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Space Tourism
Hugh Bollinger

Space Tourism

Expoplanet 55 Cancri-e (credit: JPL/NASA)

There seems to be a great deal of interest in 'space tourism' with pricey junkets on huge rockets and visits to space stations. Why not consider a really 'out of this world' travel opportunity? The Jet Propulsion Laboratory in Pasadena and NASA have some suggestions.

The space Agency believes that visiting a planet called Janssen, or 55 Cancri-e, covered by a global ocean of molten lava that exists under sparkling, silicate skies, offers a great travel opportunity. This lava world orbits the star Copernicus, only 41 light years distant. Unfortunately, its molten surface is uninhabitable, but you can glide safely above the liquid landscape, taking in the breathtaking views of a burning horizon. Janssen’s sister planet Galileo hangs in a jet black sky while curtains of silicate particles glitter as you cross the day-night rim to Janssen’s dark side.

If this seems a bit too exotic, you could consider Kepler 16b, a Star Wars planet not unlike Tatooine which also orbits a pair of stars. Kepler-16b is a gas giant, similar to Saturn, so it has no solid surface beneath the cloud tops. The travel poster suggests as it would appear from an imagined nearby moon. Prospects for life on this world aren't too good, as it has a temperature similar to that of frozen carbon dioxide, dry ice, of -109° F. However, the dual suns mean that the movie's iconic double-sunset is anything but science fiction.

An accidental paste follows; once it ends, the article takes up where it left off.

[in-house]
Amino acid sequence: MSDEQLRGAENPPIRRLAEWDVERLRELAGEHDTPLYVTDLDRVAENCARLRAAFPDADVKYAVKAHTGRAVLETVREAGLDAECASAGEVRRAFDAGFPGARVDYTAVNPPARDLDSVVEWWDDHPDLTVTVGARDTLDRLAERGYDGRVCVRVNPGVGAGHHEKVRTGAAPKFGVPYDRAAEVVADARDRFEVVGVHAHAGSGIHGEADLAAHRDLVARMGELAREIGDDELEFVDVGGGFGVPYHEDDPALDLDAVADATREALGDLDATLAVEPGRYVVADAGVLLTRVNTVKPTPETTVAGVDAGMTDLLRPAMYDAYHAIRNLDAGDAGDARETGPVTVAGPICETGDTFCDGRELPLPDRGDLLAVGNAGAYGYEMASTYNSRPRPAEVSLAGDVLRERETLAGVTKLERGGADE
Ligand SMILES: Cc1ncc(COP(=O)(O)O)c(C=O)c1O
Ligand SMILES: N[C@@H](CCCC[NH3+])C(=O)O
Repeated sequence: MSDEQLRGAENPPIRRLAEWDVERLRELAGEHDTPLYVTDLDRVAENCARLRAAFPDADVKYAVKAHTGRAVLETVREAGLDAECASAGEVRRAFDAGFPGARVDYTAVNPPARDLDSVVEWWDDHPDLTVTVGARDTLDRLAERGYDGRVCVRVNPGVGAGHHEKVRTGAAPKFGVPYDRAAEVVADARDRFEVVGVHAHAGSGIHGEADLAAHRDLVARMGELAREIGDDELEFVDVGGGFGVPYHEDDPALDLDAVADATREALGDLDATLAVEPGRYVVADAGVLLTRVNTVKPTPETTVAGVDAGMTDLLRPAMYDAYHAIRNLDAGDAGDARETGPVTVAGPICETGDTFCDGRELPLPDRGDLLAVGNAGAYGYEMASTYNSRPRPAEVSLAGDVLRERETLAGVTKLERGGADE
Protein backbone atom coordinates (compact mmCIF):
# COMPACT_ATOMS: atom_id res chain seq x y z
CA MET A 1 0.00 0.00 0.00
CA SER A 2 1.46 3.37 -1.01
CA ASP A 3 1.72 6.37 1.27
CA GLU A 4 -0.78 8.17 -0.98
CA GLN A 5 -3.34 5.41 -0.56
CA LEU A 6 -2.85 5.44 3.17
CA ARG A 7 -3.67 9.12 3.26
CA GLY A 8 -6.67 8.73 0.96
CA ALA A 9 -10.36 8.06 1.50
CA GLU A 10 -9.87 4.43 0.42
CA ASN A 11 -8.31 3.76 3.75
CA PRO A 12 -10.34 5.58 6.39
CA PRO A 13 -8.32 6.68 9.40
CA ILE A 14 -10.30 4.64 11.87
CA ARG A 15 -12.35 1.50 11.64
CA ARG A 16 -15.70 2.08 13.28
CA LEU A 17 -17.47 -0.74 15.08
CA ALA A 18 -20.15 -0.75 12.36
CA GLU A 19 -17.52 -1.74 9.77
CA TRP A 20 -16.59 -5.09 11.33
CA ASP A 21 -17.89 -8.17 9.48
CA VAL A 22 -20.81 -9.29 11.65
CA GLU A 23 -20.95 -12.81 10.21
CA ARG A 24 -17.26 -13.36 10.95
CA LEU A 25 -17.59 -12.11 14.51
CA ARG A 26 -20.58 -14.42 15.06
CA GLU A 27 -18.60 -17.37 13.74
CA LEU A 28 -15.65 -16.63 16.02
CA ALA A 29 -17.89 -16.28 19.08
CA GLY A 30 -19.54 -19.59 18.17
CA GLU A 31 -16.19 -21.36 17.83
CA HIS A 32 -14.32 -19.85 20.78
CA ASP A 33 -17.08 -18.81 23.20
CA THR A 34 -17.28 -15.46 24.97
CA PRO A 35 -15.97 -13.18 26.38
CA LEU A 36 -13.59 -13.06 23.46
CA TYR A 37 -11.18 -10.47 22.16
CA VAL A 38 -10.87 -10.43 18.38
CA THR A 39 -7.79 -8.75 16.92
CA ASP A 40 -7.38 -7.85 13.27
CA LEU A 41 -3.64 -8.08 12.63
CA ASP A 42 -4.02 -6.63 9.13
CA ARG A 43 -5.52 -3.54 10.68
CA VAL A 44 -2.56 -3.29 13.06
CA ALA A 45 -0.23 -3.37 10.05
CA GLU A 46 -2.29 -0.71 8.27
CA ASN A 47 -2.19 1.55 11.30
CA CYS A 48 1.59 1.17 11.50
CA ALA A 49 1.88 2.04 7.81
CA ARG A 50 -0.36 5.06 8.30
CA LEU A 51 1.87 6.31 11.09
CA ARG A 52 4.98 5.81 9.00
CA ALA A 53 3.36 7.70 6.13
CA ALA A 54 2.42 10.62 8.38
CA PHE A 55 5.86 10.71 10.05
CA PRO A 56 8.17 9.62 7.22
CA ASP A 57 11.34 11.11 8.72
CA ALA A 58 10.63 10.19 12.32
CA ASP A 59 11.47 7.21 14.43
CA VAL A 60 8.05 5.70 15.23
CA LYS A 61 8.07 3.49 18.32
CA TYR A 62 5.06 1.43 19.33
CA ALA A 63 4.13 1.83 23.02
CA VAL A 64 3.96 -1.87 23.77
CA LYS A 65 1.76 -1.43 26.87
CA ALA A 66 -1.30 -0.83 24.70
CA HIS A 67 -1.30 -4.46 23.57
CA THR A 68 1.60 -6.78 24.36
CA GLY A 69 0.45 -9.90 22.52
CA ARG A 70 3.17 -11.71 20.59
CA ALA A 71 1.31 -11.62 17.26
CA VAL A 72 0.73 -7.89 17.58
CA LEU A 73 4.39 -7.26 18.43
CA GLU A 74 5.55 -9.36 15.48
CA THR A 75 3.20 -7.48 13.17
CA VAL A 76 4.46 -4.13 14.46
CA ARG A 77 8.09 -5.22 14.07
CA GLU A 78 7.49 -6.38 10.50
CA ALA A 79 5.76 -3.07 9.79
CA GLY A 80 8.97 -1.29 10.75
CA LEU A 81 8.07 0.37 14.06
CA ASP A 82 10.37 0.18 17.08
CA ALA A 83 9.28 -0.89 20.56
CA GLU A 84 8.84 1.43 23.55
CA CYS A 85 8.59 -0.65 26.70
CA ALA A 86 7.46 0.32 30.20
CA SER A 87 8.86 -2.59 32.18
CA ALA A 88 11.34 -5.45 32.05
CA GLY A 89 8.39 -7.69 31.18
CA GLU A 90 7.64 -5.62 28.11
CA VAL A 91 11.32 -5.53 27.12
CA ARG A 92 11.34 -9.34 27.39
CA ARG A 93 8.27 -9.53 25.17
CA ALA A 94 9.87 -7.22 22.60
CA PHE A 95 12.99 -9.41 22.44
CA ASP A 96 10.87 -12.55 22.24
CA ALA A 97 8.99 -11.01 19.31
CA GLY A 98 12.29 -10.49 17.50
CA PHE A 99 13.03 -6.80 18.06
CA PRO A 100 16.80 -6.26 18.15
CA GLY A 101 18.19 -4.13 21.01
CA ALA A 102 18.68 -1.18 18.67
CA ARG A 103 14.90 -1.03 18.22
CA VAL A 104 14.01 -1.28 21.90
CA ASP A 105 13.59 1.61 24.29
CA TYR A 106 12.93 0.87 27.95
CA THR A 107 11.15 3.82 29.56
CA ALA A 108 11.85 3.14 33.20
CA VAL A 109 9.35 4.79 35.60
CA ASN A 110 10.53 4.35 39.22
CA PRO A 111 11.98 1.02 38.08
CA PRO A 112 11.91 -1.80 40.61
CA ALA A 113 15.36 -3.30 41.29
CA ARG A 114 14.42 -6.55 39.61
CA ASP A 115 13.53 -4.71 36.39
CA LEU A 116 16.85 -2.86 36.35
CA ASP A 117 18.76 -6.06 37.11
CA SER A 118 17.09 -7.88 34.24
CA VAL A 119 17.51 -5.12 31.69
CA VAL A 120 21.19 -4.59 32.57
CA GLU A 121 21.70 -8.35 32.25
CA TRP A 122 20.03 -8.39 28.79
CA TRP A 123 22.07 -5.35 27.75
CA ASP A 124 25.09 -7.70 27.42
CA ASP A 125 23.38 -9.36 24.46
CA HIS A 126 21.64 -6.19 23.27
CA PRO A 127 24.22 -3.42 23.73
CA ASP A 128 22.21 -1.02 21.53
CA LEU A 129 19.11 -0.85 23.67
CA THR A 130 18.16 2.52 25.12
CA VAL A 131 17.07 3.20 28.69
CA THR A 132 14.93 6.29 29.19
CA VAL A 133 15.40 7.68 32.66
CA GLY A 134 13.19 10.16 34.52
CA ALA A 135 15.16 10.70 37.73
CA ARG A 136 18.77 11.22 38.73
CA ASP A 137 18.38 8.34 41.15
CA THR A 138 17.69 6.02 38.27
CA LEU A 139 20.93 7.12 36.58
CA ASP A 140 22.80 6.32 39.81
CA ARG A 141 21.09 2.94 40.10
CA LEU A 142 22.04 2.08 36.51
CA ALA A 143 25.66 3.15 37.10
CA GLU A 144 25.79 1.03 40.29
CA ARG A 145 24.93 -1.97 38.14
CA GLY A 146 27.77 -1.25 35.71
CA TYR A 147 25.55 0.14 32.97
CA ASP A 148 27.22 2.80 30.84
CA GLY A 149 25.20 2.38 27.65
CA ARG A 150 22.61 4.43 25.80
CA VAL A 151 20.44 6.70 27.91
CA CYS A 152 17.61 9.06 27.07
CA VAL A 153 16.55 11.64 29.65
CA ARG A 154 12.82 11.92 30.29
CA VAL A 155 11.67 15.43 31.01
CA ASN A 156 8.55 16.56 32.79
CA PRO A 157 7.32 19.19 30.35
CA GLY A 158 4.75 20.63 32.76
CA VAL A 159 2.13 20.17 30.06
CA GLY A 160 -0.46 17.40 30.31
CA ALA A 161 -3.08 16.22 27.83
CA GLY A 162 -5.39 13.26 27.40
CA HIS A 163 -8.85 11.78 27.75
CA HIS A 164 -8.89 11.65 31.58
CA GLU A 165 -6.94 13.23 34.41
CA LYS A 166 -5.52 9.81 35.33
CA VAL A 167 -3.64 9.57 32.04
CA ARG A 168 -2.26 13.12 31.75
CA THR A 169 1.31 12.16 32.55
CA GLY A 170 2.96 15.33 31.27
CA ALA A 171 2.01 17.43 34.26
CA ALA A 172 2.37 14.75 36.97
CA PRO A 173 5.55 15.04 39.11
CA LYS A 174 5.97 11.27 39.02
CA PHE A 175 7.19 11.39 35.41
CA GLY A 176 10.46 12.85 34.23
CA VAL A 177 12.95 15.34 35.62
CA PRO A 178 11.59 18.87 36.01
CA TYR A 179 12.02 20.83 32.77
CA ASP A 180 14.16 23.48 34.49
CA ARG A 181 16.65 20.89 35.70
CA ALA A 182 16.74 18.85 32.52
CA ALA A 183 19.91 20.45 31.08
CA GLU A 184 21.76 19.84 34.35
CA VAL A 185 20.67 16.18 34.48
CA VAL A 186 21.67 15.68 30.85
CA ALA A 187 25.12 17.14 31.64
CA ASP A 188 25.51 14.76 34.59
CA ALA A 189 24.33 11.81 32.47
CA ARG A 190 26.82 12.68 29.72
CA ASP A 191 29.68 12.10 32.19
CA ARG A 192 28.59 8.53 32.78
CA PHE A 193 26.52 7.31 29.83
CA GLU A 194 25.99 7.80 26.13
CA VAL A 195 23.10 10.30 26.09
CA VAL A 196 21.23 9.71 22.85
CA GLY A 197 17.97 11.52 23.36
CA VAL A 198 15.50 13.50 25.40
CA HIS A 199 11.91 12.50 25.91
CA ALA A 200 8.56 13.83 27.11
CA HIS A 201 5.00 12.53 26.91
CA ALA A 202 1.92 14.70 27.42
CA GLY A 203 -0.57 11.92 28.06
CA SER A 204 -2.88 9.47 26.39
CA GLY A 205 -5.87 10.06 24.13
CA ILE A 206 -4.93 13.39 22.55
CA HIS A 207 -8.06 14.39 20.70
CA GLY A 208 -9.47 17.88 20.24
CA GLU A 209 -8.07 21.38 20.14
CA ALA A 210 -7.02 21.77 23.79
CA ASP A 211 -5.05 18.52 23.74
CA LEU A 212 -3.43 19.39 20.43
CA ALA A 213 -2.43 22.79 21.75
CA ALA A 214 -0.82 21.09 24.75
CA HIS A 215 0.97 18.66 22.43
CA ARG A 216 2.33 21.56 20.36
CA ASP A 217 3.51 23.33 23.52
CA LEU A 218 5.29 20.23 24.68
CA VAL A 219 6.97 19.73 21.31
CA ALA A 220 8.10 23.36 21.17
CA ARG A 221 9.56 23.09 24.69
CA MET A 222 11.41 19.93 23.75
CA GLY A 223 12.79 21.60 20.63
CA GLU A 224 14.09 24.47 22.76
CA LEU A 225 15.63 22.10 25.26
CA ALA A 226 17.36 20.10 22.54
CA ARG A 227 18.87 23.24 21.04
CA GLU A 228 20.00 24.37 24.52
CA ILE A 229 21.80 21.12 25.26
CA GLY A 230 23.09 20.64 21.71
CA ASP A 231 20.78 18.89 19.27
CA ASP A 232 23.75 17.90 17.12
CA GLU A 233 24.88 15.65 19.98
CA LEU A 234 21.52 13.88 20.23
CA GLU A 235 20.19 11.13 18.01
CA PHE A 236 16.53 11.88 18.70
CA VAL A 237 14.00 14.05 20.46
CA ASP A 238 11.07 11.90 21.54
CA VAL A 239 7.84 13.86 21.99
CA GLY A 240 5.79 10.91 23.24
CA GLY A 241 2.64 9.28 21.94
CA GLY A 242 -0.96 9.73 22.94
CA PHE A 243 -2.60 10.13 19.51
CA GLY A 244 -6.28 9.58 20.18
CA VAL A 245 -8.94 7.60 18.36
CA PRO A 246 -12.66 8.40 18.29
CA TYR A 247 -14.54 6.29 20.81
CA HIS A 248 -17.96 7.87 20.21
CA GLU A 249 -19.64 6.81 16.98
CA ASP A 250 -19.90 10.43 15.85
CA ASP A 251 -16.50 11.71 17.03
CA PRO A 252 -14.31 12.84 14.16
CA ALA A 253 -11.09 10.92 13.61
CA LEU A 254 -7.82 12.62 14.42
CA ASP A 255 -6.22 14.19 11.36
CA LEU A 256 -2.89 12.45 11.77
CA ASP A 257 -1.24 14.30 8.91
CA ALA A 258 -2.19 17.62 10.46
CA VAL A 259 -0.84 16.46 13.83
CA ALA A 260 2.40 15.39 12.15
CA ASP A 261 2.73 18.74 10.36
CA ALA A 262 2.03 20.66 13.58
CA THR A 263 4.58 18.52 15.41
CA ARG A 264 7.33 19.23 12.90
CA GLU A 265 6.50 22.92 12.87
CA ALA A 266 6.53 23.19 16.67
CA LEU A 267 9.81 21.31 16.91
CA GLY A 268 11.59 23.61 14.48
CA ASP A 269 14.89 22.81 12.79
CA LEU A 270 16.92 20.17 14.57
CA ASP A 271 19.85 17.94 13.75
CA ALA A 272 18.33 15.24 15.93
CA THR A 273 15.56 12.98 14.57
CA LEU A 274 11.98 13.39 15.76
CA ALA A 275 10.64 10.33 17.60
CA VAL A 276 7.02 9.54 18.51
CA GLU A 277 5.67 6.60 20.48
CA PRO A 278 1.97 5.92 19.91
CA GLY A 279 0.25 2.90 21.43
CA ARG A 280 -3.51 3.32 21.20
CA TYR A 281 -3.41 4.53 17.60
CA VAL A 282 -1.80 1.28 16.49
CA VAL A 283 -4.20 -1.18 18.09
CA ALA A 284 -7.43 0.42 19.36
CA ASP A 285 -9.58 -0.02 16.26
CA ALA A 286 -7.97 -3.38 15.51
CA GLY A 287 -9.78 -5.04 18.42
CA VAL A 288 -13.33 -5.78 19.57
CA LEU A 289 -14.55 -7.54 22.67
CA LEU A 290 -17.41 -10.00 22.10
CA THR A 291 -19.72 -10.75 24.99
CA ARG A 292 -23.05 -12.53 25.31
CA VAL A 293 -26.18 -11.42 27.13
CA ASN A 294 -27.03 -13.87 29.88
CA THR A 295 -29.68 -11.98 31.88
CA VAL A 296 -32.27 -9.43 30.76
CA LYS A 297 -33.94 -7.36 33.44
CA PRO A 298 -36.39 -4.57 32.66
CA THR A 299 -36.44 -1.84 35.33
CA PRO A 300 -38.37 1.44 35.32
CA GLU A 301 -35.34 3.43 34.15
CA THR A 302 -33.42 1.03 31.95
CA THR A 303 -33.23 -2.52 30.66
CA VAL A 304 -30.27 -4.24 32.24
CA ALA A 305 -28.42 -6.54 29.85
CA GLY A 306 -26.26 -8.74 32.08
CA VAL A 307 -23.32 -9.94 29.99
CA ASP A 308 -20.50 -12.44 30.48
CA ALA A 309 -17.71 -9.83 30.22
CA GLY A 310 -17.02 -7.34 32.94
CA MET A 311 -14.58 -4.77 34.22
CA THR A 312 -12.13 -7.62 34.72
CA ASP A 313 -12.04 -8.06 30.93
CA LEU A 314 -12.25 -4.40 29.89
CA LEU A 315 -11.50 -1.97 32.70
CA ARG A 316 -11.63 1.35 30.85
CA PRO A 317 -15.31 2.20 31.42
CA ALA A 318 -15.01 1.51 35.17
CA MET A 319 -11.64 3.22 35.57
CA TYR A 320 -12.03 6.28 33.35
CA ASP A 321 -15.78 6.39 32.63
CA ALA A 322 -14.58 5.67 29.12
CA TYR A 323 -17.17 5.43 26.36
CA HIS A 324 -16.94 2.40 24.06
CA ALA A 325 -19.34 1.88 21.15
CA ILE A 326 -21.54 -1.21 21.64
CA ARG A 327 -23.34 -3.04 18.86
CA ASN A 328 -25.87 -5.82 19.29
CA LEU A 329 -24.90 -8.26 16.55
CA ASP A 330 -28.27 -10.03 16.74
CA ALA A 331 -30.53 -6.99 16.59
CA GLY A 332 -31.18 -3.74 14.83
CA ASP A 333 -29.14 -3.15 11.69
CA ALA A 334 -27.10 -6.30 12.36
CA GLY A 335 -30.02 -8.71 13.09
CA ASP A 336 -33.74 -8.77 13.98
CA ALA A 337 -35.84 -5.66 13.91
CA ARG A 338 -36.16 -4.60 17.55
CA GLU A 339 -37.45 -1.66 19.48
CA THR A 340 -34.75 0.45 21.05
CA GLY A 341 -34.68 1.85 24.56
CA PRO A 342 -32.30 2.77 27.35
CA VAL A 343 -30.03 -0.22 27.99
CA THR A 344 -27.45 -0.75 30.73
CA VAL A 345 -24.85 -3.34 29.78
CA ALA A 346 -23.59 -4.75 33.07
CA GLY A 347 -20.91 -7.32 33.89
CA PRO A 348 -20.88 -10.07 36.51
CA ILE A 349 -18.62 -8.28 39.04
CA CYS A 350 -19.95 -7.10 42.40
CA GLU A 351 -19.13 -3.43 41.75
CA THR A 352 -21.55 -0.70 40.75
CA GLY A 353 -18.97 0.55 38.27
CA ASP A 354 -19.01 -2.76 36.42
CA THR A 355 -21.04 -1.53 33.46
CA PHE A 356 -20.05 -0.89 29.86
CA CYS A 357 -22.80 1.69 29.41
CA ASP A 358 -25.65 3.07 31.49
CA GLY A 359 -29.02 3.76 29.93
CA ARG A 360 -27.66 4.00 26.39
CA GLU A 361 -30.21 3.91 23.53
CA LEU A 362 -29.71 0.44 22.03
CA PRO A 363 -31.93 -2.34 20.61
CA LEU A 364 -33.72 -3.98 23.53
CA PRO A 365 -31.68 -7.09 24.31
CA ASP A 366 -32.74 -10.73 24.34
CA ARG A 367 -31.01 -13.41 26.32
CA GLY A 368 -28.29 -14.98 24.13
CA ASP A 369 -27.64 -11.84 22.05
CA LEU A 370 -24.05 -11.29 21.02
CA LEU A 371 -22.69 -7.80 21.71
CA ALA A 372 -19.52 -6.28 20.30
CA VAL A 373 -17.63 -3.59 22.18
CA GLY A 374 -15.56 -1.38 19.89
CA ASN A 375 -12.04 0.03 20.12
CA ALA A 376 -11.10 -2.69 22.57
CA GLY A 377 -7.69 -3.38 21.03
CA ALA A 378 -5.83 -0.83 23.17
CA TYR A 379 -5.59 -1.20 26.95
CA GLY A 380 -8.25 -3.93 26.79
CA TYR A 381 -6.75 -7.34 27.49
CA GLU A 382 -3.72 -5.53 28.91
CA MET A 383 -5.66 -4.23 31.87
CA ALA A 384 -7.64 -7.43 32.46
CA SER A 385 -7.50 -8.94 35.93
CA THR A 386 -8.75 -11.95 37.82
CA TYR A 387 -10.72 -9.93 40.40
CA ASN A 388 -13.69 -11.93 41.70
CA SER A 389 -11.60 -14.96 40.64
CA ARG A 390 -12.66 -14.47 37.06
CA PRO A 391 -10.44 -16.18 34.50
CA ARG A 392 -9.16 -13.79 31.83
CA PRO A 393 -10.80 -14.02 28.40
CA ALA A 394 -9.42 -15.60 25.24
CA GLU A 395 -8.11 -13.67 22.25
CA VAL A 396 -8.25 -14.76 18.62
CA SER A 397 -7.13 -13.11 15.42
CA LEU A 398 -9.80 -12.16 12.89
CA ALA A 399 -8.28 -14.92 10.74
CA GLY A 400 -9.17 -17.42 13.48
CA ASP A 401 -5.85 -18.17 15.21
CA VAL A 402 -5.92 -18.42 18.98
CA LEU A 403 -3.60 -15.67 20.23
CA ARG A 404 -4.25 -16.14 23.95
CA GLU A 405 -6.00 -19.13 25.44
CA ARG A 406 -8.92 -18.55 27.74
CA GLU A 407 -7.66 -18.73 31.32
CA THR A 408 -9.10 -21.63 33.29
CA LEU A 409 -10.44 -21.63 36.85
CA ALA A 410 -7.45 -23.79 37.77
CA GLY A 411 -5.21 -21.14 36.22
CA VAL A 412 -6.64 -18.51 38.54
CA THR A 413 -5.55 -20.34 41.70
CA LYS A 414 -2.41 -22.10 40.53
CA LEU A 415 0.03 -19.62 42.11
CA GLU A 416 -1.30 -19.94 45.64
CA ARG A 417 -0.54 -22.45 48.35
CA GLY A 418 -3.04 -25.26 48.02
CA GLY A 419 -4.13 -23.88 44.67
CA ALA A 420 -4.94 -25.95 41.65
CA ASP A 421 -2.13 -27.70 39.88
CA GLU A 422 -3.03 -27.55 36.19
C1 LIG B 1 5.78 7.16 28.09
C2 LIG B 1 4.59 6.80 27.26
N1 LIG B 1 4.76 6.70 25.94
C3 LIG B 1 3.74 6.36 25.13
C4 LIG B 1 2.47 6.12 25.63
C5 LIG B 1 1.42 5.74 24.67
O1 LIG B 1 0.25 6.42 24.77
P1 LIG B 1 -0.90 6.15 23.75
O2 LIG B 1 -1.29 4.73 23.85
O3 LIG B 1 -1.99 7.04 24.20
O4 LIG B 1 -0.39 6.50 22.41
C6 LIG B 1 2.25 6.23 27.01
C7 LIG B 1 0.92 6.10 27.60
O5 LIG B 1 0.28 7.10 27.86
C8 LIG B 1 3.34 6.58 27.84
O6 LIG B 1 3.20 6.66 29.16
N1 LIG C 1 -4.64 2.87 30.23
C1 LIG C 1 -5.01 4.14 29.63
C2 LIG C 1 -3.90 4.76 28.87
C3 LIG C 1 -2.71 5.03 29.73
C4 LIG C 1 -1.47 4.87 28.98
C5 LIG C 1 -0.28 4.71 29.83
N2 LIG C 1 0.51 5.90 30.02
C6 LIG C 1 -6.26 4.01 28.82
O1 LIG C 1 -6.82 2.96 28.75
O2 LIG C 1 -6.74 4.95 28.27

Or perhaps an excursion to Trappist-1e may sound more interesting. Only 40 light-years off,  TRAPPIST-1e offers great viewing options: brilliant objects in a red sky; like larger and smaller versions of Earth's moon. But these are not moons but other Earth-sized planets in a spectacular planetary system. Seven rocky worlds circle their small, dim red star. Some of them could have liquid water but TRAPPIST-1 sits in the habitable zone where liquid water is most likely to be found.

                       Kepler-16b (credit: JPL/NASA)                                                  Trappist-1e (credit: JPL/NASA)

What better spots for off-world travel excursions would one of these exoplanets represent? Book soon! WHB

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